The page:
By Dmitri Prieto
HAVANA TIMES, Sept. 26 – Last week the Cuban Anthropology Institute held a public ceremony in honor of Walterio Carbonell (1920-2008), a controversial Afro-Cuban Marxist thinker. September 20th marked the fiftieth anniversary of the publication of his most outstanding work titled Critica: Como Surgio la Cultura Nacional (How the National Culture Developed, a Critique).
Contextually, the study was released the same year as the official recognition of the socialist character of the Cuban Revolution, the Bay of Pigs victory and the implementation of the mass literacy campaign on the island.
The book challenges the master narrative of the history of Cuba, which persists in assigning the leading role in the formation of the Cuban nationality to a cultured white creole aristocracy of Spanish origin, one that also supposedly generated the ideology of independence and catalyzed the beginning of the anti-colonial wars against Spain (1868). That explanation — slightly amended — continues to be the prevalent one in today’s Cuba.
Carbonell argues that the supposed white “fathers of the nationality” (except for the priest Felix Varela and the poet Jose Maria Heredia, both exiles) did not want Cuban independence or the abolition of slavery, with this latter element representing their racist thinking.
According to the book Critica: Como Surgio la Cultura Nacional, the key role in liberation struggles and in the creation of Cuban culture was played by the Afro-Cuban majority who — despite being exploited and excluded in colonial society — marked the family structure, language and music of the Cuban people.
The original edition (probably about 200 copies of 131 pages in length) was published, financed and privately printed by the author.
Currently Carbonell’s book is a mandatory reference for those who study the issue of race in Cuba (it is available in Spanish on the web).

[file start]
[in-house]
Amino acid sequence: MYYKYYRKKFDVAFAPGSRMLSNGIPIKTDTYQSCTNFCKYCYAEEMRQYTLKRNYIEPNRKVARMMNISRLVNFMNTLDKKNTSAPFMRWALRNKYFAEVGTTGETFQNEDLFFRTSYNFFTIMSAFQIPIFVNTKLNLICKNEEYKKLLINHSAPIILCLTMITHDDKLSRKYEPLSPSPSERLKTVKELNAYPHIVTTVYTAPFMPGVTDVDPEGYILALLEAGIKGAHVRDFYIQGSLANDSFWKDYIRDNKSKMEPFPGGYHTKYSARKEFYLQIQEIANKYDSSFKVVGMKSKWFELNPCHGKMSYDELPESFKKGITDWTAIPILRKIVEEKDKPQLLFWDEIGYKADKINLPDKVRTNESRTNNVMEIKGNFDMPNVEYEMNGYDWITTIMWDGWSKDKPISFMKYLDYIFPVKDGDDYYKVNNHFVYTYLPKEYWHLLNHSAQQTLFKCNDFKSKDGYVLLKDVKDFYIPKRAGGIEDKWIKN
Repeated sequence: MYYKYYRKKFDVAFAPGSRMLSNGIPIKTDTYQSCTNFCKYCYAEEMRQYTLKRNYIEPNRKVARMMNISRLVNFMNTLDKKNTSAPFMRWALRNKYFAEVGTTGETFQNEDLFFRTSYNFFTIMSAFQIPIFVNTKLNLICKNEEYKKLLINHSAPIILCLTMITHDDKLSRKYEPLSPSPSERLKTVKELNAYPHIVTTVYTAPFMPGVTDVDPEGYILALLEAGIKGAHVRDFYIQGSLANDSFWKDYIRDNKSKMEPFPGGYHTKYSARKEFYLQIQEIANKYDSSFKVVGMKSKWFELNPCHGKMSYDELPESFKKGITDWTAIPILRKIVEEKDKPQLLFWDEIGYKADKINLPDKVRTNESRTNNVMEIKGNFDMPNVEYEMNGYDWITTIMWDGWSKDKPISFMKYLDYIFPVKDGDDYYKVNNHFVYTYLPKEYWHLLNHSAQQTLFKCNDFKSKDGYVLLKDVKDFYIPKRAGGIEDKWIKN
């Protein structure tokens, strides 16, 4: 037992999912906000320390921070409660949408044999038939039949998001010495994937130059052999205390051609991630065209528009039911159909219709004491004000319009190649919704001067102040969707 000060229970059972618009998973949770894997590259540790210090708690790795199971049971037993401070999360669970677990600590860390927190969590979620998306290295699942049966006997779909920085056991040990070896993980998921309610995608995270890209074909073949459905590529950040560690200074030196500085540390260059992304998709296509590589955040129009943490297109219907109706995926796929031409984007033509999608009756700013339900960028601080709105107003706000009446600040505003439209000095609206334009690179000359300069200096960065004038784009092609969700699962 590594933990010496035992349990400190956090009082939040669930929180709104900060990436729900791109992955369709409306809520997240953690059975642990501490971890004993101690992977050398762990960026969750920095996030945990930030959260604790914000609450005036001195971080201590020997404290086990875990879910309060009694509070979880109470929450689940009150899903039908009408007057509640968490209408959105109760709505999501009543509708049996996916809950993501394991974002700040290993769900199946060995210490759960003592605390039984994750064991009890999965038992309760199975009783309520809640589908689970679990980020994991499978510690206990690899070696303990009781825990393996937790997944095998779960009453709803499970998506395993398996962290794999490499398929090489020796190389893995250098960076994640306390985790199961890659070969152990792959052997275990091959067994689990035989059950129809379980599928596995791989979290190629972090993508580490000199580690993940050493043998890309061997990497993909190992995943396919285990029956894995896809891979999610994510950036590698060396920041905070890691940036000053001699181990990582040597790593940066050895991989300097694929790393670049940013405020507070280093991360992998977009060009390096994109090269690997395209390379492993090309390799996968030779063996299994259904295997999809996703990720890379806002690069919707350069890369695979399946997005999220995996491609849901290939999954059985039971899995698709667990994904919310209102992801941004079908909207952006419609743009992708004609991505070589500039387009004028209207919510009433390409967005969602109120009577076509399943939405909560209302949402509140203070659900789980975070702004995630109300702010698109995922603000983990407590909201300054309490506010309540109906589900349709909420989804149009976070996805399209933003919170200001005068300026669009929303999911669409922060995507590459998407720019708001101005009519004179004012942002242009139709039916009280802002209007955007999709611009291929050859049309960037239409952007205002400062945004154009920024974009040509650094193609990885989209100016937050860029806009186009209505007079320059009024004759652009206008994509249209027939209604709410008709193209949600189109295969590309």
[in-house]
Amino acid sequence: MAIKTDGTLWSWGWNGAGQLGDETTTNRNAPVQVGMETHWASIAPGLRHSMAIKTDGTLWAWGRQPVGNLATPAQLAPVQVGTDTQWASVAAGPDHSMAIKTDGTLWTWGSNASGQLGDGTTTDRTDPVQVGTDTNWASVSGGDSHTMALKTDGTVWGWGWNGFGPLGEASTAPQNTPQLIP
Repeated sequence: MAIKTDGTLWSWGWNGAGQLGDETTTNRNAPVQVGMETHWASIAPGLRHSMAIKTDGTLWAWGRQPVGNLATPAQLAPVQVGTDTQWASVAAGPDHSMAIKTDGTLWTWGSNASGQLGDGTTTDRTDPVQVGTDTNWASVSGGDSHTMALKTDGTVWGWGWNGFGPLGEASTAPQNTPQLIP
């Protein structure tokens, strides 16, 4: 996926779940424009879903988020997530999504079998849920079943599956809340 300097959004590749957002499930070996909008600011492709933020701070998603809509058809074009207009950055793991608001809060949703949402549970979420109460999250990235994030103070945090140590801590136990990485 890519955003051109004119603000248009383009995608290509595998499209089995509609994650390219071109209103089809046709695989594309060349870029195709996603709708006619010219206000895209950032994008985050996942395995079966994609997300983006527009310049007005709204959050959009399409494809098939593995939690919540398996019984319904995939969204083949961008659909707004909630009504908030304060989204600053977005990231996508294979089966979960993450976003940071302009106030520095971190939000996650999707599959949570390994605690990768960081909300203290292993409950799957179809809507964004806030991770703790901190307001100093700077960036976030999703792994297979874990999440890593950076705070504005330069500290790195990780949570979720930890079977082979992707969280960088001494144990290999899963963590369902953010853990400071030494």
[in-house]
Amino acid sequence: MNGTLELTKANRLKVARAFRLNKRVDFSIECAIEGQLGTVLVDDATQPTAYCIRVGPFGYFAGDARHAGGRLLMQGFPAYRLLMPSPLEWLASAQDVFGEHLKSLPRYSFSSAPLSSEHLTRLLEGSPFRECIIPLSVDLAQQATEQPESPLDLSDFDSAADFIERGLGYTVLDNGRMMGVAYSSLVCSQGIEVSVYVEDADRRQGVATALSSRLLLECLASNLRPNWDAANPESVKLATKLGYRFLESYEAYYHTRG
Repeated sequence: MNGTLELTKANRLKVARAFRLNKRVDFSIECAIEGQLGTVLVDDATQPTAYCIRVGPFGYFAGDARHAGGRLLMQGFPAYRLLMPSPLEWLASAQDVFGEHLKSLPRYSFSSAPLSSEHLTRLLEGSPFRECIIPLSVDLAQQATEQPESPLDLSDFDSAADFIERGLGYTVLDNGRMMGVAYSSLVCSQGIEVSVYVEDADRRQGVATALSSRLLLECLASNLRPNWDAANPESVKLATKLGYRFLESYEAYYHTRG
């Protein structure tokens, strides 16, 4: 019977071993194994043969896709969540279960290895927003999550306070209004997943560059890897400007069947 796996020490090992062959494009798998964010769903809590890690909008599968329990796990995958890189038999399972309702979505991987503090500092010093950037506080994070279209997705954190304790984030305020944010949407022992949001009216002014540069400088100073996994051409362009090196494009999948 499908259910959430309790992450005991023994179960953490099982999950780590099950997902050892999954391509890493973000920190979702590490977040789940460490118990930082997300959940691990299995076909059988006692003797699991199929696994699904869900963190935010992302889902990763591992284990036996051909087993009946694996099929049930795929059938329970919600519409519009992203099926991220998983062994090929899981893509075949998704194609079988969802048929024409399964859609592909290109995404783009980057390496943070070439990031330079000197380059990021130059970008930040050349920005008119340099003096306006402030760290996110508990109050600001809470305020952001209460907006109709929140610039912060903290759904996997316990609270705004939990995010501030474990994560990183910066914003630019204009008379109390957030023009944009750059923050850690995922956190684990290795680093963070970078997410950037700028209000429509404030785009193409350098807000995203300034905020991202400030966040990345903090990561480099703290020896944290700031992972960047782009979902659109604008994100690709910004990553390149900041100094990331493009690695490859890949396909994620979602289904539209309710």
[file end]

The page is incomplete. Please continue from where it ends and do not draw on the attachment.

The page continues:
Nevertheless, Carbonell and his work are practically unknown to most Cubans. Moreover few authors refer to his original writings and — surprisingly — there still doesn’t exist an entry on him even in Wikipedia.
Carbonell was from a fairly well-to-do black family from eastern Cuban and he later became a member of the pro-Soviet Popular Socialist Party (PSP).
During the 1950s he resided in Paris, where with he and other black intellectuals led the Negritude movement. He ended up being expelled from the party for sending a telegram to Fidel Castro when he found out that Fidel was still alive after the assault on the Moncada Barracks in 1953 (when this took place, the PSP was opposed to armed struggle). Later he participated in the hoisting of the July 26 Movement flag from the Eiffel Tower.
After the revolutionary victory in 1959, he returned to Cuba where he took controversial stands within the new cultural institutions. He was made a diplomat but later excluded from public life, though he eventually obtained a position at the National Library.
In the recent commemoration, Carbonell’s Marxist position was discussed in addition to his relationship with the work of Leon Trotsky, Aime Cesaire and others. His aims as an advocate of African cultures were pointed out, especially since these were not promoted by official institutions in the 1970s.
Carbonell dreamt of holding a world congress of black intellectuals in Cuba as part of an existing international movement of that time.
As part of the forum, anecdotes were shared concerning Carbonell, his personal features, his political commitment, his relations with the Cuban government and his work at the National Library – where he acted as a sort of godfather to youths interested in seldom-discussed issues in Cuba.
This recalling the life and work of Walterio Carbonell is part of the celebration in Cuba of the International Year of Peoples of African Descent.
The Cuban Anthropology Institute is one of the scientific institutions that investigate issues of race and Africa’s legacy in Cuba.